Burying utility equipment, such as electricity cables, phone wires, gas and sewage pipes has been general practice in the UK for more than 100 years. Undergrounding these services keeps them out of sight and protects them from being exposed to damaging above-ground elements, such as severe weather or vandalism.
However, as the pressure to build more homes in Britain mounts, the country is becoming increasingly urban. For developers looking to build on new or ex-industrial areas, understanding what lies beneath their sites is crucial. Unfortunately, identifying the exact location of below-ground utilities may be difficult as many were buried long before today’s advanced and digitally-aided administrative processes.
Inadvertently striking an electricity cable is one of the biggest health and safety risks for construction professionals and can result in serious injury or worse.
In addition to posing health risks to construction workers, disturbing pipelines containing hazardous materials, such as sewage or gas, can also lead to significant environmental damage and site contamination. This, in turn, will bring about significant costs associated with the resulting clean-up and inevitable delays to the project’s timeline.
With this in mind, the Health and Safety Executive released guidance on how to avoid danger from underground utilities in 2014. The document outlines the safest system of work for site developers and the requirement to obtain information about all potential underground services in the area while a project is in the planning stages.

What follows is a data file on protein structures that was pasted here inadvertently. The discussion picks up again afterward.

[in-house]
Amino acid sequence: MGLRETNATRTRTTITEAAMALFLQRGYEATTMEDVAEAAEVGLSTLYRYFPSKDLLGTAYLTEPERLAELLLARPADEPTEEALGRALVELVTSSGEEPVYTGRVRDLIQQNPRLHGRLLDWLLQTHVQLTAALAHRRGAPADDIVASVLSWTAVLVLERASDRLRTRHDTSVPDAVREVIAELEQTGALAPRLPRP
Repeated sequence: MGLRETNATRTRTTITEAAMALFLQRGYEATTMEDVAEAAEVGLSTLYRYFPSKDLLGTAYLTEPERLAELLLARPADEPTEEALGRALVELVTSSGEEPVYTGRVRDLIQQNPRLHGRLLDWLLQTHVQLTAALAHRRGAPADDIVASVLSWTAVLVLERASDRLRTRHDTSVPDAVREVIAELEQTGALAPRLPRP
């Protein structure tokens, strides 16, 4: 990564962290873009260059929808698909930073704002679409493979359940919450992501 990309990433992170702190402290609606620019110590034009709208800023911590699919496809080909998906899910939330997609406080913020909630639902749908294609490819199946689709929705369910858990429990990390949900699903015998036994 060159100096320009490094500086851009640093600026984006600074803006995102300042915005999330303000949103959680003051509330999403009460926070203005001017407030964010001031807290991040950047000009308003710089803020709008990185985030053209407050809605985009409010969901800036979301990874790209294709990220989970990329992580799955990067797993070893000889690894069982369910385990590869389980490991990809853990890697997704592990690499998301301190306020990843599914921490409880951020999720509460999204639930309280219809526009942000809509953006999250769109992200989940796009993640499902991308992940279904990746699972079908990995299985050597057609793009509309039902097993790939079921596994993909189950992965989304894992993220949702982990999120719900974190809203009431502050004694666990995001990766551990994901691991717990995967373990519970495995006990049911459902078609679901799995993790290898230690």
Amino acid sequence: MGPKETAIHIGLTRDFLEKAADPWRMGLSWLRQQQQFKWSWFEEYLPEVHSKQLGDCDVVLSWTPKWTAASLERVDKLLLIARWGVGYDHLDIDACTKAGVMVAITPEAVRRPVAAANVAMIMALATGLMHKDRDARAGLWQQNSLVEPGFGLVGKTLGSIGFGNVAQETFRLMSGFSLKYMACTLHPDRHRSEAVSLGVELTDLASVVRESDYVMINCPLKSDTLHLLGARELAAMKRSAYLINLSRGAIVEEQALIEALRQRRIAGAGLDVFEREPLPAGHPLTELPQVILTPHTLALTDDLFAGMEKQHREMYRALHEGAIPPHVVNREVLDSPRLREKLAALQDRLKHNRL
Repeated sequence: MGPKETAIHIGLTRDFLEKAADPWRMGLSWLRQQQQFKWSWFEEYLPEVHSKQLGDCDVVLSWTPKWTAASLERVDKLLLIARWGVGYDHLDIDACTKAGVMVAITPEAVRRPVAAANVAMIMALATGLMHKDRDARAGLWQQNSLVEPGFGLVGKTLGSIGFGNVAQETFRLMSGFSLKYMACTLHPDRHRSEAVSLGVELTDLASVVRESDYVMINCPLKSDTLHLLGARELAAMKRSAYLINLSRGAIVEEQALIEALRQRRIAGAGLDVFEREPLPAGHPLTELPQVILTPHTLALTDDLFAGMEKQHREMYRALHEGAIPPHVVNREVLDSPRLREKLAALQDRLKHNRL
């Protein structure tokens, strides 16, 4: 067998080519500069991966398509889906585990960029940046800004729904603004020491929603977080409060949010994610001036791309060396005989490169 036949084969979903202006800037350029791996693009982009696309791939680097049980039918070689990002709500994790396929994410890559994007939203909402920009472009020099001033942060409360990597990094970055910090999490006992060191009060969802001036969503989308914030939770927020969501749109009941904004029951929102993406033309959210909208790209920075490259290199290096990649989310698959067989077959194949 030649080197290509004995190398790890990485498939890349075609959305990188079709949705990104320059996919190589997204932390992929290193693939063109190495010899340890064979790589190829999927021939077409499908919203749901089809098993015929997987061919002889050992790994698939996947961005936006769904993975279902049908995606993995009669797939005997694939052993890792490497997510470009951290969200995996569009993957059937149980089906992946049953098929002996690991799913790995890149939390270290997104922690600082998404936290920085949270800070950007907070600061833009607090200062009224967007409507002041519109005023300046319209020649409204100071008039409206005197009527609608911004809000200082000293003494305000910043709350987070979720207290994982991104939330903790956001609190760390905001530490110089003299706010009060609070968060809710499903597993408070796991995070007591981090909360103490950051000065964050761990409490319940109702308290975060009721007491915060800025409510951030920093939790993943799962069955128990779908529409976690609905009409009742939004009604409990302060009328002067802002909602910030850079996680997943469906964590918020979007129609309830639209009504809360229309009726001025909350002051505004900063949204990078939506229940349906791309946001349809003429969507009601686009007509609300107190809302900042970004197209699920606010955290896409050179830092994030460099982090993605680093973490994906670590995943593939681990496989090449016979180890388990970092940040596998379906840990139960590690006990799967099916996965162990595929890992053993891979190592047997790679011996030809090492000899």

Much of this information can be gathered from the organisations who own these utilities. If there is equipment found to be buried in the area, the guidance states that a comprehensive survey of the site must also be carried out by individuals with sufficient experience and technical knowledge.
Prevention is worth more than the cure
Many cable or pipeline strikes can be avoided by simply making use of underground utility detection services in areas where there is a likelihood of buried equipment. These surveys are carried out using cutting-edge methodologies and can be used to locate just about any underground utility, including metallic pipes, plastic pipes, drainage runs, electricity cables, or communication and fibre-optic cables.
The latest detection technology provides an accurate record of the depths and locations of buried manmade objects. Dual Frequency Ground Penetrating Radar (GPR), for example, is used to locate non-metallic substances. By detecting changes in different elements within the earth, GPR can identify the presence of underground plastic or concrete pipes. In addition, Radio Frequency Location (RFL) equipment measures the characteristics of received radio waves to find metal equipment, such as electricity cables or fuel pipes.
By conducting advanced utility surveys, developers can ensure best practice on their sites, minimise the risk of exposure to buried hazards and avoid project delays and costly rescheduling.
SOCOTEC offers industry accredited state-of-the-art utility surveys in a range of formats to suit individual client or project requirements. For more information, please contact email@example.com